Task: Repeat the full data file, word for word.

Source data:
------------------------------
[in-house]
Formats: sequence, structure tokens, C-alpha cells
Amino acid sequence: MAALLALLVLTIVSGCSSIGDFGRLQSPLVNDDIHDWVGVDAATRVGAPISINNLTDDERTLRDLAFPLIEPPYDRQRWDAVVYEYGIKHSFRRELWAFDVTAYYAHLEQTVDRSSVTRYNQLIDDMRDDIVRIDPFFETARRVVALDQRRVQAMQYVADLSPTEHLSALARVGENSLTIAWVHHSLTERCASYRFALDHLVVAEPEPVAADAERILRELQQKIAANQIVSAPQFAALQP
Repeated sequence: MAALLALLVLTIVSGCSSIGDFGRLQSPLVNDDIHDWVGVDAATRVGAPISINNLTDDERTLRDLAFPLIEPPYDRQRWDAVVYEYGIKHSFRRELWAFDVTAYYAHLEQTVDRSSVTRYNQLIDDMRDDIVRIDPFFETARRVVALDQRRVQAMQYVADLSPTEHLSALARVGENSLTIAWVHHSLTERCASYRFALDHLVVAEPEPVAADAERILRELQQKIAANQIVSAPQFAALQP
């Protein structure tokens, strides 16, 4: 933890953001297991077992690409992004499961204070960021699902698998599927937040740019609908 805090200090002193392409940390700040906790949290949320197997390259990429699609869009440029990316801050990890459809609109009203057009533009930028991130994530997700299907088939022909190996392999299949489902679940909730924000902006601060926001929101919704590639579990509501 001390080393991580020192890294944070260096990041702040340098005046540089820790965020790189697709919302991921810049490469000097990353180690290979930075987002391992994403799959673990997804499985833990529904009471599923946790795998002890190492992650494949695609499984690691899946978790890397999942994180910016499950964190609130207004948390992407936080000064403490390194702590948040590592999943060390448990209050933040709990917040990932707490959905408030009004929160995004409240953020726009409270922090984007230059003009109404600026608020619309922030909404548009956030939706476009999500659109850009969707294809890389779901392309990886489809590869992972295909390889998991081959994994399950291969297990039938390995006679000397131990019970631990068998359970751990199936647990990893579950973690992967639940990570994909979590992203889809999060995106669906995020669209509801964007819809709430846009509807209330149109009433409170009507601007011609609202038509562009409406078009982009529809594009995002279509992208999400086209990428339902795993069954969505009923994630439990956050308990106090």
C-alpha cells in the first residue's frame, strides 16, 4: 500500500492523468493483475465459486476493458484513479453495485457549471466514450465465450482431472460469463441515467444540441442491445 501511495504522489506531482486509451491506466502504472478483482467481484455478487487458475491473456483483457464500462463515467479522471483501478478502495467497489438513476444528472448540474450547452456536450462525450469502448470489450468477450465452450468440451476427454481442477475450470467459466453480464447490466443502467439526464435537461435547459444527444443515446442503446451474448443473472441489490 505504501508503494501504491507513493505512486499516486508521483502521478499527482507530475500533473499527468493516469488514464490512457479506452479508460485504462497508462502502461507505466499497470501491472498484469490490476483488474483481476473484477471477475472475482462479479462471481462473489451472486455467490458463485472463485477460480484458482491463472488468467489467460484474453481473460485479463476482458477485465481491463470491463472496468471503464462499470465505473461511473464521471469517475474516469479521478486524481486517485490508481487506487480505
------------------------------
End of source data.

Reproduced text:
[in-house]
Formats: sequence, structure tokens, C-alpha cells
Amino acid sequence: MAALLALLVLTIVSGCSSIGDFGRLQSPLVNDDIHDWVGVDAATRVGAPISINNLTDDERTLRDLAFPLIEPPYDRQRWDAVVYEYGIKHSFRRELWAFDVTAYYAHLEQTVDRSSVTRYNQLIDDMRDDIVRIDPFFETARRVVALDQRRVQAMQYVADLSPTEHLSALARVGENSLTIAWVHHSLTERCASYRFALDHLVVAEPEPVAADAERILRELQQKIAANQIVSAPQFAALQP
Repeated sequence: MAALLALLVLTIVSGCSSIGDFGRLQSPLVNDDIHDWVGVDAATRVGAPISINNLTDDERTLRDLAFPLIEPPYDRQRWDAVVYEYGIKHSFRRELWAFDVTAYYAHLEQTVDRSSVTRYNQLIDDMRDDIVRIDPFFETARRVVALDQRRVQAMQYVADLSPTEHLSALARVGENSLTIAWVHHSLTERCASYRFALDHLVVAEPEPVAADAERILRELQQKIAANQIVSAPQFAALQP
């Protein structure tokens, strides 16, 4: 933890953001297991077992690409992004499961204070960021699902698998599927937040740019609908 805090200090002193392409940390700040906790949290949320197997390259990429699609869009440029990316801050990890459809609109009203057009533009930028991130994530997700299907088939022909190996392999299949489902679940909730924000902006601060926001929101919704590639579990509501 001390080393991580020192890294944070260096990041702040340098005046540089820790965020790189697709919302991921810049490469000097990353180690290979930075987002391992994403799959673990997804499985833990529904009471599923946790795998002890190492992650494949695609499984690691899946978790890397999942994180910016499950964190609130207004948390992407936080000064403490390194702590948040590592999943060390448990209050933040709990917040990932707490959905408030009004929160995004409240953020726009409270922090984007230059003009109404600026608020619309922030909404548009956030939706476009999500659109850009969707294809890389779901392309990886489809590869992972295909390889998991081959994994399950291969297990039938390995006679000397131990019970631990068998359970751990199936647990990893579950973690992967639940990570994909979590992203889809999060995106669906995020669209509801964007819809709430846009509807209330149109009433409170009507601007011609609202038509562009409406078009982009529809594009995002279509992208999400086209990428339902795993069954969505009923994630439990956050308990106090």
C-alpha cells in the first residue's frame, strides 16, 4: 500500500492523468493483475465459486476493458484513479453495485457549471466514450465465450482431472460469463441515467444540441442491445 501511495504522489506531482486509451491506466502504472478483482467481484455478487487458475491473456483483457464500462463515467479522471483501478478502495467497489438513476444528472448540474450547452456536450462525450469502448470489450468477450465452450468440451476427454481442477475450470467459466453480464447490466443502467439526464435537461435547459444527444443515446442503446451474448443473472441489490 505504501508503494501504491507513493505512486499516486508521483502521478499527482507530475500533473499527468493516469488514464490512457479506452479508460485504462497508462502502461507505466499497470501491472498484469490490476483488474483481476473484477471477475472475482462479479462471481462473489451472486455467490458463485472463485477460480484458482491463472488468467489467460484474453481473460485479463476482458477485465481491463470491463472496468471503464462499470465505473461511473464521471469517475474516469479521478486524481486517485490508481487506487480505